Rural medicine specialists are warning some isolated communities may be cut off from vital medical services if their local airports are forced to close through a lack of investment.
Patients in rural communities are reliant on smaller air ambulances using regional airports to connect them with main centres, where most healthcare was carried out.
Dalton Kelly, Chief Executive of the Rural General Practice Network told Stuff these communities are likely to become more dependent on airports as healthcare, especially specialist medicine, continued to be carried out in main centres.
This comes on the back of news the Government is considering whether to bail out struggling regional airports, which say they need $32 million of improvements to stay open. According to a study by NZ Airports Association there are 12 regional "non-commercial" regional airports struggling to fund investment in new infrastructure.
But the government can't decide whether a solution is to be found within the Ministry of Transport or the Provincial Growth Fund, overseen by Regional Economic Development Minister Shane Jones.
Official advice to Transport Minister Phil Twyford noted he should consider vital transport links when deciding whether or not to establish a fund to assist airports. Debate has also focused on the importance of keeping runways open for flights during natural disasters.
But rural medicine specialists say patients also need aeromedical flights for scheduled appointments, as specialist care had been increasingly centralised in big cities, leaving just primary healthcare in the regions.
"The direction of travel is towards 'centres of excellence’ Dalton says, where specialists were based in cities, and patients travelled to see them.
"Often travelling by plane is the only way to get there," he says.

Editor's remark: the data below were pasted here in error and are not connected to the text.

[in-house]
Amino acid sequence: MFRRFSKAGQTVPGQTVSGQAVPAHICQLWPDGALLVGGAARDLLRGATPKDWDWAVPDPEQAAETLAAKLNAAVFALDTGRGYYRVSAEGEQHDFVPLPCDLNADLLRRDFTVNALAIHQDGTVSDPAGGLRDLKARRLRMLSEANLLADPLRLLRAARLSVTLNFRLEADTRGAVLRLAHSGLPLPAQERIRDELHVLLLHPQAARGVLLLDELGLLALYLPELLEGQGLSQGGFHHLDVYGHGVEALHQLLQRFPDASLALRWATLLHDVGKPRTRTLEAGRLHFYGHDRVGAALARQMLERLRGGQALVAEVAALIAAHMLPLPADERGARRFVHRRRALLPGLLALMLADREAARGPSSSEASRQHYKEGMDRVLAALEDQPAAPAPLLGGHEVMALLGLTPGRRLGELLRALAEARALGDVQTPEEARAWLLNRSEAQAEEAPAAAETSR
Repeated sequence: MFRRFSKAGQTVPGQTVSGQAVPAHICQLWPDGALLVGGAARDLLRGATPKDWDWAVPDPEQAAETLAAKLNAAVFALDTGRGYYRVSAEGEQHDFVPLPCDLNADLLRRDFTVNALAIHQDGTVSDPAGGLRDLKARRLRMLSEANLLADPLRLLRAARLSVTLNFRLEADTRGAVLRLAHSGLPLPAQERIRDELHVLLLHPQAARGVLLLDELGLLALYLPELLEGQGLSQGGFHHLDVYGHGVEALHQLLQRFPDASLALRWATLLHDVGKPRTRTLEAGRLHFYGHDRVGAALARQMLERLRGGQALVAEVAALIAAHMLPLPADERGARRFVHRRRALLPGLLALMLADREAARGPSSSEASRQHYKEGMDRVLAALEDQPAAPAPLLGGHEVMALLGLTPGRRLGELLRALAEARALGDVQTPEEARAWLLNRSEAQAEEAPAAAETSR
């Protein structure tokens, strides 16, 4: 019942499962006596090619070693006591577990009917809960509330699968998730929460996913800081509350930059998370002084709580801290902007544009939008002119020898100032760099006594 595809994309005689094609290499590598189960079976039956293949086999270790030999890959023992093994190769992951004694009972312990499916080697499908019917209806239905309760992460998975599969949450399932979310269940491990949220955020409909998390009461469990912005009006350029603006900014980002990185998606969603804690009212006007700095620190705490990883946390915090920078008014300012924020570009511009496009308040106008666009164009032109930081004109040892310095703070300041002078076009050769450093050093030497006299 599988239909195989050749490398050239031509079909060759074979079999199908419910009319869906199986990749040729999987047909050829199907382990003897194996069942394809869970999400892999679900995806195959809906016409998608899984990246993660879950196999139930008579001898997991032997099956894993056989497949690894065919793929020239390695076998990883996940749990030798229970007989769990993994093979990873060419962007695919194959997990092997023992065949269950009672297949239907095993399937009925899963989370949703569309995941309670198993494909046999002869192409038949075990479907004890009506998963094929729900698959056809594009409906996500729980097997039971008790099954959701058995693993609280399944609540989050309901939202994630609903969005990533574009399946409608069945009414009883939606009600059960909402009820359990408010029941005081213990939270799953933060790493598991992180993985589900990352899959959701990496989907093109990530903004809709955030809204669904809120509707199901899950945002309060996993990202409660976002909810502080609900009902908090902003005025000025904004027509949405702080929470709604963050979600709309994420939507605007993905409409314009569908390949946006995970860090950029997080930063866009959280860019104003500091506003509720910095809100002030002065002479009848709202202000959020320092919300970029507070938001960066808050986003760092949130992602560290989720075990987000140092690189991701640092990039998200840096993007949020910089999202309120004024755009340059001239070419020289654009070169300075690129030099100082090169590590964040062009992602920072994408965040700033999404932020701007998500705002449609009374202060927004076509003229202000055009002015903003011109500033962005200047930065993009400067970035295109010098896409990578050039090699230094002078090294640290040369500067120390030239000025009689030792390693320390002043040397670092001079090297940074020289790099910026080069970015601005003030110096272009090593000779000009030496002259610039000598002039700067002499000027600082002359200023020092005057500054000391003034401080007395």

One example was in pediatric care, which had been centralised to Starship Hospital in Auckland.
Airports were vital for aeromedicine as they were faster than helicopters and capable of operating in worse weather. They also allowed doctors better access to patients than cramped helicopters.
Aeromedical flights are fairly common. A single plane operated by Life Flight made 25 flights to regional airports in the last week, according to flight tracking software. The New Zealand Air Ambulance service operates four planes in New Zealand, including one dedicated to ferrying children to Starship.
Regional airports are keen to have greater certainty on the government's plans for the sector.
Shane Jones had been advising them to apply for funding from the PGF while they waited on the Ministry of Transport to come up with a policy on whether or not a more sustainable solution could be found.
Allan MacGibbon, Chairman of Chatham Islands Airport says that a more long-term solution than one-off funding injections from the PGF needed to be found.
He says airports, no matter the size, needed roughly $1 million a year to maintain their infrastructure.
He suggested rolling responsibility for regional airports into NZTA, which maintains the state highway network using money collected from fuel taxes and road user charges.
"We need to come up with a good funding model," Allan says.
National's Associate Transport Spokesperson Brett Hudson says he was not opposed to the idea of taxpayer money being spent on airports, but he wanted the Government to wait on advice from officials before making a decision.
He says it was inappropriate for Shane to encourage bids to his fund before officials had tendered their advice.
"One guy, true to form waving his slush fund around like it's some electoral purchase card and that's not how we want New Zealand to be governed," he says.